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J Biol Chem. 1977 Jan 25;252(2):528-35.

Activation of protein kinase and glycogen phosphorylase in isolated rat liver cells by glucagon and catecholamines.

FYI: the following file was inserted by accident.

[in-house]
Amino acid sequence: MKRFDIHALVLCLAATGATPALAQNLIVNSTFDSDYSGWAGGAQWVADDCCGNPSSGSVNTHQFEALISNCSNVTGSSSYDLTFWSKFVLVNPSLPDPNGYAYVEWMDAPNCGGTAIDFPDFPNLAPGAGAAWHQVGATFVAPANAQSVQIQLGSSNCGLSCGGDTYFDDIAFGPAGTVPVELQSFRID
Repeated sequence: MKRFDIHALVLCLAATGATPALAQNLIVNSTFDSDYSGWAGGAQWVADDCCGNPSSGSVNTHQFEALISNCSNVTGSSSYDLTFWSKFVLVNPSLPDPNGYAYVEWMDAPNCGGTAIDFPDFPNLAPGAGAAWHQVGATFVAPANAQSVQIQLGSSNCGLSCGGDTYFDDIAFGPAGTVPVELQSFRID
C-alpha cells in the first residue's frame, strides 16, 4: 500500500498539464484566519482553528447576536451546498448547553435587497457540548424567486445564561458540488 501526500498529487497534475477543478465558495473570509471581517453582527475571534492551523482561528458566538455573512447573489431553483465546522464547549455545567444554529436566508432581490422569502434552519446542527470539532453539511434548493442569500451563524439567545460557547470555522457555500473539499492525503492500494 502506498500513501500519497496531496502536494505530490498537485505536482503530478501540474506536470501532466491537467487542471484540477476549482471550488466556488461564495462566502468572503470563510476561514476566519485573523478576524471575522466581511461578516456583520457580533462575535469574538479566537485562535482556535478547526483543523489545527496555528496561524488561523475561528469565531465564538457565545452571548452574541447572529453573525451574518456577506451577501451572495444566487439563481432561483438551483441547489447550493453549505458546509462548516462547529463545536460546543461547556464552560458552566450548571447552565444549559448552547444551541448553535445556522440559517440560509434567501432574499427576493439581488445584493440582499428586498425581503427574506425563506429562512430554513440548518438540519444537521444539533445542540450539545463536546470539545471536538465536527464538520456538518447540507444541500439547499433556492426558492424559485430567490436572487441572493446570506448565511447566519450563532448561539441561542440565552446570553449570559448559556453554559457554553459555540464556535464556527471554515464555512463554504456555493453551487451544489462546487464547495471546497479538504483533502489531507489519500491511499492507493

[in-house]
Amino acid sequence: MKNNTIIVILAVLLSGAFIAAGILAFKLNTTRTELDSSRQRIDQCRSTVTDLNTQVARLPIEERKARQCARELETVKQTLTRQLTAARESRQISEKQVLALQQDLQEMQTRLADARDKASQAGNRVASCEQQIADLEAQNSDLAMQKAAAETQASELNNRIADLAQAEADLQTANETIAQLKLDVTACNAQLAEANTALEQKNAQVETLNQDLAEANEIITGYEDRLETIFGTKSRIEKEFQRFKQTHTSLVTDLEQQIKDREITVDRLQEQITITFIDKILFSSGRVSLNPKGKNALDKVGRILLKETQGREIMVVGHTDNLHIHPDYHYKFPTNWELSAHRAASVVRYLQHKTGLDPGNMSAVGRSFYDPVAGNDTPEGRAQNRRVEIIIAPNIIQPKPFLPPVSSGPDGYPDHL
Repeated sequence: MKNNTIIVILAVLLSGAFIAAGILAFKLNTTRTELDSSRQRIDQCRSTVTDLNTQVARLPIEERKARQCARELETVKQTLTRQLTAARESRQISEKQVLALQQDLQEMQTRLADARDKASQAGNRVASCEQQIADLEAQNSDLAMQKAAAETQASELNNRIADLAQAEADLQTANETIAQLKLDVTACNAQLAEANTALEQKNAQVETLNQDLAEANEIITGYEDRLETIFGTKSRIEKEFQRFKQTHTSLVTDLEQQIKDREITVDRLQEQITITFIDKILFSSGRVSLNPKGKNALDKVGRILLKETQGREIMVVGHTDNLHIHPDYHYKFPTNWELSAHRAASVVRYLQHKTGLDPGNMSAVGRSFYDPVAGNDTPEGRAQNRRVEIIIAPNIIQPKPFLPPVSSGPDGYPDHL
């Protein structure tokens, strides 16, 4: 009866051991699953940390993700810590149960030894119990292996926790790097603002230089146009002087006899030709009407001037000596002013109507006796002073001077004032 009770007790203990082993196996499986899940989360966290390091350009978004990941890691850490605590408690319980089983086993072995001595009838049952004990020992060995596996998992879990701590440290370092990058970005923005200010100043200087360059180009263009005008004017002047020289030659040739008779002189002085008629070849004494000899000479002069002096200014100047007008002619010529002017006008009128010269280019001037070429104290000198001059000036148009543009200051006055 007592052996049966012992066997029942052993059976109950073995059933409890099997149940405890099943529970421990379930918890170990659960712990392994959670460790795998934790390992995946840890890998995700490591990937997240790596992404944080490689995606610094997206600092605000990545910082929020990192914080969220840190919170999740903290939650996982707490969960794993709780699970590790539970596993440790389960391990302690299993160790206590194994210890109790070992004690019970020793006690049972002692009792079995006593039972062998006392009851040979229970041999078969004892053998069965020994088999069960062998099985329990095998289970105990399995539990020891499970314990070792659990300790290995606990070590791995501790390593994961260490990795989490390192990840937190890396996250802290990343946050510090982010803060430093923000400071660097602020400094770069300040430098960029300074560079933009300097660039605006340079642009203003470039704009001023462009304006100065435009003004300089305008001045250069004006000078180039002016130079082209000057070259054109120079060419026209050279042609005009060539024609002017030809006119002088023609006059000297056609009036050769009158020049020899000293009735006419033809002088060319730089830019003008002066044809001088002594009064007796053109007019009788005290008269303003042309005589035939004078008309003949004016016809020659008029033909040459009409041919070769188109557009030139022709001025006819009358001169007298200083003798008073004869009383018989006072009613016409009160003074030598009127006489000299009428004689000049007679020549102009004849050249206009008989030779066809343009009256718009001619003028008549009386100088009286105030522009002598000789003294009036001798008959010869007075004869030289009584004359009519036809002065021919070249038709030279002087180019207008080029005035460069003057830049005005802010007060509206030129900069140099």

In liver cells isolated from fed female rats, glucagon (290nM) increased adenosine 3':5'-monophosphate (cyclic AMP) content and decreased cyclic AMP binding 30 s after addition of hormones. Both returned to control values after 10 min. Glucagon also stimulated cyclic AMP-independent protein kinase activity at 30 s and decreased protein kinase activity assayed in the presence of 2 muM cyclic AMP at 1 min. Glucagon increased the levels of glycogen phosphorylase a, but there was no change in total glycogen phosphorylase activity. Glucagon increased glycogen phosphorylase a at concentrations considerably less than those required to affect cyclic AMP and protein kinase. The phosphodiesterase inhibitor, 1-methyl-3-isobutyl xanthine, potentiated the action of glucagon on all variables, but did not increase the maximuM activation of glycogen phosphorylase. Epinephrine (1muM) decreased cyclic AMP binding and increased glycogen phosphorylase a after a 1-min incubation with cells. Although 0.1 muM epinephrine stimulated phosphorylase a, a concentration of 10 muM was required to increase protein kinase activity. 1-Methyl-3-isobutyl xanthine (0.1 mM) potentiated the action of epinephrine on cyclic AMP and protein kinase. (-)-Propranolol (10muM) completely abolished the changes in cyclic AMP binding and protein kinase due to epinephrine (1muM) in the presence of 0.1mM 1-methyl-3-isobutyl xanthine, yet inhibited the increase in phosphorylase a by only 14 per cent. Phenylephrine (0.1muM) increased glycogen phosphorylase a, although concentrations as great as 10 muM failed to affect cyclic AMP binding or protein kinase in the absence of phosphodiesterase inhibitor. Isoproterenol (0.1muM) stimulated phosphorylase and decreased cyclic AMP binding, but only a concentration of 10muM increased protein kinase. 1-Methyl-3-isobutyl xanthine potentiated the action of isoproterenol on cyclic AMP binding and protein kinase, and propranolol reduced the augmentation of glucose release and glycogen phosphorylase activity due to isoproterenol. These data indicate that both alpha- and beta-adrenergic agents are capable of stimulating glycogenolysis and glycogen phosphorylase a in isolated rat liver cells. Low concentrations of glucagon and beta-adrenergic agonists stimulate glycogen phosphorylase without any detectable increase in cyclic AMP or protein kinase activity. The effects of alpha-adrenergic agents appear to be completely independent of changes in cyclic AMP protein kinase activity.

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